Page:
Dismiss Notice
Join Physics Forums Today!
The friendliest, high quality science and math community on the planet! Everyone who loves science is here!

Why do pendulums swing more slowly at the equator?

  1. Sep 11, 2008 #1
    I was asked this recently and the only explanation I could come up with was that the Earth is oblate and the difference in R would account for the difference in the period. Is this wrong? Is this even a real phenomenon (the longer period at the equator than at other latitudes)?
  2. jcsd
  3. Sep 11, 2008 #2


    User Avatar
    Science Advisor
    Homework Helper

    The period of a pendulum is [tex]2\pi\sqrt{l/g}[/tex] so if g is less the period (time for a swing) becomes longer. g varies by a few percent around the world dependign on the density of local rocks.
    Tt also depends on latititude because, as you said, the earth bulges at the equator and so you are futrther from the centre of the earth and the force of gravity is slightly lower.
  4. Sep 11, 2008 #3

    D H

    User Avatar
    Staff Emeritus
    Science Advisor

    A pendulum swings slower at the equator because the Earth is rotating. The rotation acts to make the pendulum swing slower directly and indirectly. The direct effect is easiest to envision from the perspective of the rotating Earth-fixed frame. In this frame, a centrifugal force of [itex]r\omega^2[/itex] arises directly from the Earth's rotation. At the equator, this direct effect alone amounts to 0.034 m/s2. There is of course no centrifugal force at the poles.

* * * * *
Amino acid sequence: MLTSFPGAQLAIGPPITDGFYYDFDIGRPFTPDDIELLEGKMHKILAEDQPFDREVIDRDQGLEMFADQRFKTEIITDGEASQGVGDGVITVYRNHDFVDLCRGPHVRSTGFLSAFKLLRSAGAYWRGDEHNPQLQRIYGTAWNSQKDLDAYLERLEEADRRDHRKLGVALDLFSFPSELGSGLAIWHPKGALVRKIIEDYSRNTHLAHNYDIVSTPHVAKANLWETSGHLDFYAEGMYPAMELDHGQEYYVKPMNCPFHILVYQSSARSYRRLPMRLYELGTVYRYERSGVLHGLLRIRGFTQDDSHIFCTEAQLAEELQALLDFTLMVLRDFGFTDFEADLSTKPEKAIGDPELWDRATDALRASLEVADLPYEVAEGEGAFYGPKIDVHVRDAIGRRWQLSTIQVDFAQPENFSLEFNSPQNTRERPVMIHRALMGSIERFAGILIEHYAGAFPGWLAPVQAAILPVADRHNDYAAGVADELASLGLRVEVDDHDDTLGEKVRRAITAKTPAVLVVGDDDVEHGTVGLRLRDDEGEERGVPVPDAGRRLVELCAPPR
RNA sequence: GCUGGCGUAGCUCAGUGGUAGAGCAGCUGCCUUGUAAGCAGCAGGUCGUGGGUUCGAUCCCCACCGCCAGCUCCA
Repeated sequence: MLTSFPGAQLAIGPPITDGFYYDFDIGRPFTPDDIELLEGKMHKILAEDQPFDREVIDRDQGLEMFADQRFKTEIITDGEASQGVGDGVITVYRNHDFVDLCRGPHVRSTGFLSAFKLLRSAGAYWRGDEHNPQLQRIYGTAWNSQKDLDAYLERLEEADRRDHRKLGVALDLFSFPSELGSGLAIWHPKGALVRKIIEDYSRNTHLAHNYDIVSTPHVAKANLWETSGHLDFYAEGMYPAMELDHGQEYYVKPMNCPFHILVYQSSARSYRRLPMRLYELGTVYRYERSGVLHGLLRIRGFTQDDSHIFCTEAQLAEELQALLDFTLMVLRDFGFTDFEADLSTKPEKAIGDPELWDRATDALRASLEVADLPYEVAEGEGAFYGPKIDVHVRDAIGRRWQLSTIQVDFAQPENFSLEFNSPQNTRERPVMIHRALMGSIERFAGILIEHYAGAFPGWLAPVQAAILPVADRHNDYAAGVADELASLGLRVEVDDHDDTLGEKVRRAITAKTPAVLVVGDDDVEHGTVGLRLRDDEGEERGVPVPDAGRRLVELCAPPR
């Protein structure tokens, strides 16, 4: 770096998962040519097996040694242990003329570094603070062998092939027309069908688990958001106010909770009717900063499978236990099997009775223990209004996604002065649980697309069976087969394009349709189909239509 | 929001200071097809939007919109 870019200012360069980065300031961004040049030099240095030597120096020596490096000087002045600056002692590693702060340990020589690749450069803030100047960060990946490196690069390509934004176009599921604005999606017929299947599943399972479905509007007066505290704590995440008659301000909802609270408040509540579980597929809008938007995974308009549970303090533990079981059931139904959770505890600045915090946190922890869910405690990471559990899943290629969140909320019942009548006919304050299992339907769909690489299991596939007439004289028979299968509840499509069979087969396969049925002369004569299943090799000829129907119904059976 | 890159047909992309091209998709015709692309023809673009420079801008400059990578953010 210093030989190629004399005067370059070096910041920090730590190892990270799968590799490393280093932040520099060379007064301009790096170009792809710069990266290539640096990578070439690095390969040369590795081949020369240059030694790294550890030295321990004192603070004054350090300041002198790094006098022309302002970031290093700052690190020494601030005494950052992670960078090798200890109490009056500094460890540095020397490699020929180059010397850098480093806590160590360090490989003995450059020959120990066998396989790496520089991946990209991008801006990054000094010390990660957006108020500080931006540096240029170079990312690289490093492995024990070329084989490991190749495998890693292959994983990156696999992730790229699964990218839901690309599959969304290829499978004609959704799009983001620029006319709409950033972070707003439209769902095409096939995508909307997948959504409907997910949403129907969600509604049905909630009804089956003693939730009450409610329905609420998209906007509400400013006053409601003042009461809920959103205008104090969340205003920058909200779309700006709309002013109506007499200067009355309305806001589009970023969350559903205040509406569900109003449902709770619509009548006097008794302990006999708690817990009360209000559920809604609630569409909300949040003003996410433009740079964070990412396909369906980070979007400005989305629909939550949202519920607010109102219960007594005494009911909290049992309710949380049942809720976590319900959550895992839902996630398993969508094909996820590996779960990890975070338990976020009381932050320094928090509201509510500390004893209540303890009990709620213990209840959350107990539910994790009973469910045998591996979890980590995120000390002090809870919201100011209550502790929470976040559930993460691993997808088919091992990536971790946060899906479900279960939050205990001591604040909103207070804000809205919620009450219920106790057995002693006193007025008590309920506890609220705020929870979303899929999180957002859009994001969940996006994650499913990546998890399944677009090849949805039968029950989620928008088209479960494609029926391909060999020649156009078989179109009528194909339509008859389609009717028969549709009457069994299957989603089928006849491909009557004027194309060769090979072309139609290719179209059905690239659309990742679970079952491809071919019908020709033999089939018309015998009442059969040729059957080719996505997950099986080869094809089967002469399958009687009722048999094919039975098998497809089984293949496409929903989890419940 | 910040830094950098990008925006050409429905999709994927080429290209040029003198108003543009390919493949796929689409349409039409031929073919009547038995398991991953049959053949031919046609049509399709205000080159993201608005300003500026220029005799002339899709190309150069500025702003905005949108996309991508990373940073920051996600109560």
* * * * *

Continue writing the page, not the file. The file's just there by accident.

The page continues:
For those who insist there is of course no such thing as centrifugal force anywhere, you will be forced to look at things from the perspective of an inertial frame. I leave this as an exercise to you curmudgeons. Keep in mind that the answer you get will be the same.

    I also cited an indirect effect that results from rotation. The Earth's rotation makes the Earth bulge at the equator. As mgb_phs noted, this makes things at the equator further from the center of the Earth. Together, the direct and indirect effect act to make earth's gravitational acceleration 9.780 m/s2 at the equator. This is about 0.052 m/s2 less than it is at the poles, or a 0.53% reduction in the gravitational acceleration. The direct effect accounts for about 65% of the difference.

    The next leading factor in variations in gravitational acceleration after Earth rotation and the J2 non-spherical harmonic term is altitude above the spheroid. Things weigh 0.28% less at the top of Everest than they do at sea level at the same latitude. Local variation in density is a distant fourth.
Share this great discussion with others via Reddit, Google+, Twitter, or Facebook